Starting next week, the New York City Fire Department is set to reduce the number of fire units that respond to certain types of emergencies with lights flashing and sirens blaring. The three-month pilot program, known as "Modified Response," will be tested at fire companies all over Queens.
"The history of the department's response with the lights and sirens is that firefighters are responding to a serious emergency," says Uniformed Firefighters Association President Stephen Cassidy. "Until somebody actually gets there, it is difficult to determine the extent of that emergency."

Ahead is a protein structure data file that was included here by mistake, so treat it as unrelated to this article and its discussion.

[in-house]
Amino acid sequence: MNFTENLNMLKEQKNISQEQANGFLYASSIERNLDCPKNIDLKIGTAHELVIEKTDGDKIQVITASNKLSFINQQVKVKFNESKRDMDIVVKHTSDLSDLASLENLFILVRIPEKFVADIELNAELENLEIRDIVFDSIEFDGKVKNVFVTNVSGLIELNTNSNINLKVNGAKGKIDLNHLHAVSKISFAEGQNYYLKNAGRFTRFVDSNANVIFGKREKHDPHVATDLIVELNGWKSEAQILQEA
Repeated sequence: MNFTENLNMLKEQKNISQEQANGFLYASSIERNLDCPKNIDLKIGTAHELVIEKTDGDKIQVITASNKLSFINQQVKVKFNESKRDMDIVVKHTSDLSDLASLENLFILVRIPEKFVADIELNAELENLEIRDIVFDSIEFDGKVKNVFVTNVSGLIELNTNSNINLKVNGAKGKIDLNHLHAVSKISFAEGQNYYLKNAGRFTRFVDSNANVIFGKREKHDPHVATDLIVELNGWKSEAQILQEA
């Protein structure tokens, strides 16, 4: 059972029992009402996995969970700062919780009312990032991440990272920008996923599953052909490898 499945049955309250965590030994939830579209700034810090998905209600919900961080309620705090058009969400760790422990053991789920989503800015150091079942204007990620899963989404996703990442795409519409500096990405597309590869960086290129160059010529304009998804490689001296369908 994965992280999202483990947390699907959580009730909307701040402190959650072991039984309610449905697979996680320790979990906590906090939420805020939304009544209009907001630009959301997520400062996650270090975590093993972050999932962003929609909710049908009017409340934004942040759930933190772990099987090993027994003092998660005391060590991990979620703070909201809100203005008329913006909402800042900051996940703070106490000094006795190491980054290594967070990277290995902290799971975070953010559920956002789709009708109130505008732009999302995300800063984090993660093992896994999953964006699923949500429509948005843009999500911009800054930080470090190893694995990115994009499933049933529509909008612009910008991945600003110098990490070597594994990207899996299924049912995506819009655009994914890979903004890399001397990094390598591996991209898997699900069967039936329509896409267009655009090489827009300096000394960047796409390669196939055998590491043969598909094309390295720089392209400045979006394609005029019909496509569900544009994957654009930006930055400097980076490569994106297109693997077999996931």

FDNY officials say not all emergencies require the same response. They are testing to see the impact of reducing the use of lights and sirens for the second and third engine companies heading to emergency calls that are not fires, like a gas leak or a stuck elevator.
The first responding unit will still respond with lights and sirens, but those that follow will do so at a reduced speed.
The FDNY believes the program will lead to fewer accidents and less noise.
The firefighters' union, however, says the plan is confusing and could lead to more accidents, not fewer.
The NY Times has an in-depth article.